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 Gerbera subsp. var.  Gerbera, African Daisy, Transvaal Daisy, Barberton Daisy
Big yellow.jpg
Habit: herbaceous
Height: to
Width: to
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Lifespan: perennial
Exposure: sun, part-sun
Water: moist, moderate
Features: flowers, birds, bees, butterflys
Hidden fields, interally pass variables to right place
Minimum Temp: °Fwarning.png"°F" is not a number.
USDA Zones: to
Sunset Zones:  ?
Flower features: red, orange, yellow, pink, white
Asteraceae > Gerbera var. ,

Gerbera species bear a large capitulum with striking, two-lipped ray florets in yellow, orange, white, pink or red colours. The capitulum, which has the appearance of a single flower, is actually composed of hundreds of individual flowers. The morphology of the flowers varies depending on their position in the capitulum. The flower heads can be as small as 7 cm (Gerbera mini 'Harley') in diameter or up to 12 cm (Gerbera ‘Golden Serena’).

Gerbera is very popular and widely used as a decorative garden plant or as cut flowers. The domesticated cultivars are mostly a result of a cross between Gerbera jamesonii and another South African species Gerbera viridifolia. The cross is known as Gerbera hybrida. Thousands of cultivars exist. They vary greatly in shape and size. Colours include white, yellow, orange, red, and pink. The centre of the flower is sometimes black. Often the same flower can have petals of several different colours.

Gerbera is also important commercially. It is the fifth most used cut flower in the world (after rose, carnation, chrysanthemum, and tulip).[citation needed] It is also used as a model organism in studying flower formation. Gerbera contains naturally occurring coumarin derivatives.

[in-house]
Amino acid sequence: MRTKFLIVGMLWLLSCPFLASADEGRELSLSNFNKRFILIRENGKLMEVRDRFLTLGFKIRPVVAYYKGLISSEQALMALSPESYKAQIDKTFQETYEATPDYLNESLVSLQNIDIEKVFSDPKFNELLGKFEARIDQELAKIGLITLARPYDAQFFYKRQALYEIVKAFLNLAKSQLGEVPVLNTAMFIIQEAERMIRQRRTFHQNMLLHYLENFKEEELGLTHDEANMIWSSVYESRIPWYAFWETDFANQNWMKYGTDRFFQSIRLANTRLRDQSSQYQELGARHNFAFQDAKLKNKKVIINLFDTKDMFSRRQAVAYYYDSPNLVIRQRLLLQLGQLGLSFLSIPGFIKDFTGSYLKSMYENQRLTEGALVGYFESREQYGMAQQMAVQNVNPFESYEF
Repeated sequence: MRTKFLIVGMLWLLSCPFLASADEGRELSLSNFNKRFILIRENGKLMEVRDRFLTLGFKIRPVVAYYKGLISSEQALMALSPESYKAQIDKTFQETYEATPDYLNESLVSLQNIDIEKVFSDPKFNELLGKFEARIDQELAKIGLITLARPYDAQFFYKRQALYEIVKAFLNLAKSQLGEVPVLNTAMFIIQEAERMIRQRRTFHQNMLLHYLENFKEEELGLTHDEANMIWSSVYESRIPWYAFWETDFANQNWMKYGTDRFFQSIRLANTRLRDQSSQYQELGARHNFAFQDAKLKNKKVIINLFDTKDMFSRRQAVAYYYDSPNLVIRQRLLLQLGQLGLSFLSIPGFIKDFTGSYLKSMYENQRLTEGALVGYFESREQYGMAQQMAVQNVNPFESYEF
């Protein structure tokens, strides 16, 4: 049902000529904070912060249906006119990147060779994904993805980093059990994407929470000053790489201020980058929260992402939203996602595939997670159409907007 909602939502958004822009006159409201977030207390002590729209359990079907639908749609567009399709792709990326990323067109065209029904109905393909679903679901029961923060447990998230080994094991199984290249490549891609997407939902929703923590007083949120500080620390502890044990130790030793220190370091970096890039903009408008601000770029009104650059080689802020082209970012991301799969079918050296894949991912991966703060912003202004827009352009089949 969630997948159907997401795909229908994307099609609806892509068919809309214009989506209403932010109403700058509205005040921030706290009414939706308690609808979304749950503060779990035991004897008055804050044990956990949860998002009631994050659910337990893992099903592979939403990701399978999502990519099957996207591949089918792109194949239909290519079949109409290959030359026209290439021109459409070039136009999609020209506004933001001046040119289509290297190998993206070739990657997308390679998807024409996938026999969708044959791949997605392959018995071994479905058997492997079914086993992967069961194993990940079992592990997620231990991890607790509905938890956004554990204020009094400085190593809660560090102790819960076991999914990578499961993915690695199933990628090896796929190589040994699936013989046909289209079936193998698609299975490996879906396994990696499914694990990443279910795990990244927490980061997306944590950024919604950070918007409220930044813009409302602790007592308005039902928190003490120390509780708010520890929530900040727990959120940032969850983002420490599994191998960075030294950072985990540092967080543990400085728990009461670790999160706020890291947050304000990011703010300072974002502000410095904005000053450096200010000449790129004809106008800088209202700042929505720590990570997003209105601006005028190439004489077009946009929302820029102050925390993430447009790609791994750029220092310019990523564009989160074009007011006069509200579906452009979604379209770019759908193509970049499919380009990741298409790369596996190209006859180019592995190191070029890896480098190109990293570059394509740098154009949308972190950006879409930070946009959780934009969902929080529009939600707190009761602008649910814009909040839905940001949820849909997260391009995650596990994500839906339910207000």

Hairy, stemless herbs. Perennials which can be treated like annualsRH. Leaves may spread or come up from a basal rosette, are entire to dentate (or rarely pinnately lobed), petiolate, and hairy underneathRH.

Gerbera (pronounced /ˈdʒɜrbərə/ or Template:IPA-en) L. is a genus of ornamental plants from the sunflower family (Asteraceae).

Gerbera is also commonly known as: African Daisy, Transvaal Daisy, and Barberton Daisy. The gerbera daisy, known as the ~Transvaal Daisy,~ originated in South Africa.

It has approximately 30 species in the wild, extending to South America, Africa and tropical Asia.

This plant is attractive to bees, butterflies and/or birds. This plant is resistant to deer.[1]

Standard Cyclopedia of Horticulture

Gerbera (named in honor of Traug. Gerber, a German naturalist who traveled in Russia). Compositae. A small group of temperate and tropical Asiatic and African perennial herbs grown for their yellow or pink or orange flower-heads.

Stemless herbs with radical, petioled leaves which are entire or sometimes lobed: flower-heads solitary, many-flowered, the conspicuous rays in 1 or 2 rows, those of the inner row, when present, very short and sometimes tubular and 2-lipped, as are the disk-flowers.: achenes beaked.— There are 40 species, only one of which (G. jamesonii) is well known in Amer. and is sometimes found outside the collections of botanic gardens and fanciers. They should be grown in the temperate house, in a rich compost of sandy loam and peat. Propagation by seeds or by cuttings of side shoots.

G. aurantiaca, Sch. A handsome plant with flowers 2 ½ inches diameter: florets red. with bright yellow anthers. Natal and the Transvaal. Has been listed under name of G. elsae.

—G. cantabrigiensis, Hort. A garden hybrid between G. jamesonii and G. viridifolia.

—G. viridifolia, Sch., is a little-known green-leaved plant with showy flowers that are white on the upper side, yellow beneath. S. Afr.—Well worth growing in temperate house. CH

The above text is from the Standard Cyclopedia of Horticulture. It may be out of date, but still contains valuable and interesting information which can be incorporated into the remainder of the article. Click on "Collapse" in the header to hide this text.


Most common are the G. jamesonii hybrids, with extremely long-lasting cut flowersRH. The flowers come in a wide range of pastel and basic bright colors. In frost-free areas they overwinter safely outdoorsRH. In cold-winter areas, keep at 5-7°C (40-45°F) and keep just moistRH.

Tip: Scald tip of stem when cutting flowers for vase to make them last longerRH.


Plants may be divided in the springRH. Seed.

Pests and diseases

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About 40 speciesRH, includingwp:



External links

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